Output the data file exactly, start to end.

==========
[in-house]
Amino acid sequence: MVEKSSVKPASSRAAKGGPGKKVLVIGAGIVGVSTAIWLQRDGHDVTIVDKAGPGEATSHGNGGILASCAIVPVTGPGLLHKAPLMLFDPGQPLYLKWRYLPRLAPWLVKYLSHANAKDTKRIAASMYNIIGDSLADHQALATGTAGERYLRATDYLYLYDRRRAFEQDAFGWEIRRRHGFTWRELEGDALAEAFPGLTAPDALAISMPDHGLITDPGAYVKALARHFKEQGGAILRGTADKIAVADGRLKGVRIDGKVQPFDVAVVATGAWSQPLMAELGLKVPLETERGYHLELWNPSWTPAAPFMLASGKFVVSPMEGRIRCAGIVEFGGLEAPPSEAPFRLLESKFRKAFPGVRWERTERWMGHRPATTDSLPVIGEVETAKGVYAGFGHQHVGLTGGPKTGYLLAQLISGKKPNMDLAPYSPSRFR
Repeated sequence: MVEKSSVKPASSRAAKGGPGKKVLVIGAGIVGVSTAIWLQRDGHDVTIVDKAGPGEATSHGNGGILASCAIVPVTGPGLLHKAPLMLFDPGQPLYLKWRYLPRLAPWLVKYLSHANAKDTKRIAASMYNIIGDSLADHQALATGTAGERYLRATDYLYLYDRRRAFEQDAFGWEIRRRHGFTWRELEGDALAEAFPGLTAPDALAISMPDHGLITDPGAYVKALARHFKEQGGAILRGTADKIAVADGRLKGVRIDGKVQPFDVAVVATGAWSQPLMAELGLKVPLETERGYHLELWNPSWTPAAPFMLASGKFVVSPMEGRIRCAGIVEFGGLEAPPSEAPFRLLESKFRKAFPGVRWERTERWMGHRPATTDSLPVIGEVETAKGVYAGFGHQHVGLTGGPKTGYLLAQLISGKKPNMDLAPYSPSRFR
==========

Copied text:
[in-house]
Amino acid sequence: MVEKSSVKPASSRAAKGGPGKKVLVIGAGIVGVSTAIWLQRDGHDVTIVDKAGPGEATSHGNGGILASCAIVPVTGPGLLHKAPLMLFDPGQPLYLKWRYLPRLAPWLVKYLSHANAKDTKRIAASMYNIIGDSLADHQALATGTAGERYLRATDYLYLYDRRRAFEQDAFGWEIRRRHGFTWRELEGDALAEAFPGLTAPDALAISMPDHGLITDPGAYVKALARHFKEQGGAILRGTADKIAVADGRLKGVRIDGKVQPFDVAVVATGAWSQPLMAELGLKVPLETERGYHLELWNPSWTPAAPFMLASGKFVVSPMEGRIRCAGIVEFGGLEAPPSEAPFRLLESKFRKAFPGVRWERTERWMGHRPATTDSLPVIGEVETAKGVYAGFGHQHVGLTGGPKTGYLLAQLISGKKPNMDLAPYSPSRFR
Repeated sequence: MVEKSSVKPASSRAAKGGPGKKVLVIGAGIVGVSTAIWLQRDGHDVTIVDKAGPGEATSHGNGGILASCAIVPVTGPGLLHKAPLMLFDPGQPLYLKWRYLPRLAPWLVKYLSHANAKDTKRIAASMYNIIGDSLADHQALATGTAGERYLRATDYLYLYDRRRAFEQDAFGWEIRRRHGFTWRELEGDALAEAFPGLTAPDALAISMPDHGLITDPGAYVKALARHFKEQGGAILRGTADKIAVADGRLKGVRIDGKVQPFDVAVVATGAWSQPLMAELGLKVPLETERGYHLELWNPSWTPAAPFMLASGKFVVSPMEGRIRCAGIVEFGGLEAPPSEAPFRLLESKFRKAFPGVRWERTERWMGHRPATTDSLPVIGEVETAKGVYAGFGHQHVGLTGGPKTGYLLAQLISGKKPNMDLAPYSPSRFR